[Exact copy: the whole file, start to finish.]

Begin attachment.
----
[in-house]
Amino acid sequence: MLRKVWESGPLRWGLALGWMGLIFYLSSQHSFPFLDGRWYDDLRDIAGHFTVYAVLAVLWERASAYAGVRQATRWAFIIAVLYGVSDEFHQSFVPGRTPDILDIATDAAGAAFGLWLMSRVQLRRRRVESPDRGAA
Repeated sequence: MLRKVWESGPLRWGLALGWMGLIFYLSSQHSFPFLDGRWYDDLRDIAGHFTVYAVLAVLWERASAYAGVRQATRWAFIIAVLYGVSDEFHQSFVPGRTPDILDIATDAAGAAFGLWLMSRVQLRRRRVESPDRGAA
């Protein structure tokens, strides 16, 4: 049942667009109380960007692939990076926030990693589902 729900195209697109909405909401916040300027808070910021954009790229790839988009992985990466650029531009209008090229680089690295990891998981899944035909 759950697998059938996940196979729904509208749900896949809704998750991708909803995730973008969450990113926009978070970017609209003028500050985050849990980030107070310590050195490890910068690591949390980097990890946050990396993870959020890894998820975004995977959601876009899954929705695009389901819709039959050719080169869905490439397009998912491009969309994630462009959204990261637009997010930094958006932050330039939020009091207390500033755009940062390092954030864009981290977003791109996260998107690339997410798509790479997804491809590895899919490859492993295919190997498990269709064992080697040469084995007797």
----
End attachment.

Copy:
[in-house]
Amino acid sequence: MLRKVWESGPLRWGLALGWMGLIFYLSSQHSFPFLDGRWYDDLRDIAGHFTVYAVLAVLWERASAYAGVRQATRWAFIIAVLYGVSDEFHQSFVPGRTPDILDIATDAAGAAFGLWLMSRVQLRRRRVESPDRGAA
Repeated sequence: MLRKVWESGPLRWGLALGWMGLIFYLSSQHSFPFLDGRWYDDLRDIAGHFTVYAVLAVLWERASAYAGVRQATRWAFIIAVLYGVSDEFHQSFVPGRTPDILDIATDAAGAAFGLWLMSRVQLRRRRVESPDRGAA
């Protein structure tokens, strides 16, 4: 049942667009109380960007692939990076926030990693589902 729900195209697109909405909401916040300027808070910021954009790229790839988009992985990466650029531009209008090229680089690295990891998981899944035909 759950697998059938996940196979729904509208749900896949809704998750991708909803995730973008969450990113926009978070970017609209003028500050985050849990980030107070310590050195490890910068690591949390980097990890946050990396993870959020890894998820975004995977959601876009899954929705695009389901819709039959050719080169869905490439397009998912491009969309994630462009959204990261637009997010930094958006932050330039939020009091207390500033755009940062390092954030864009981290977003791109996260998107690339997410798509790479997804491809590895899919490859492993295919190997498990269709064992080697040469084995007797």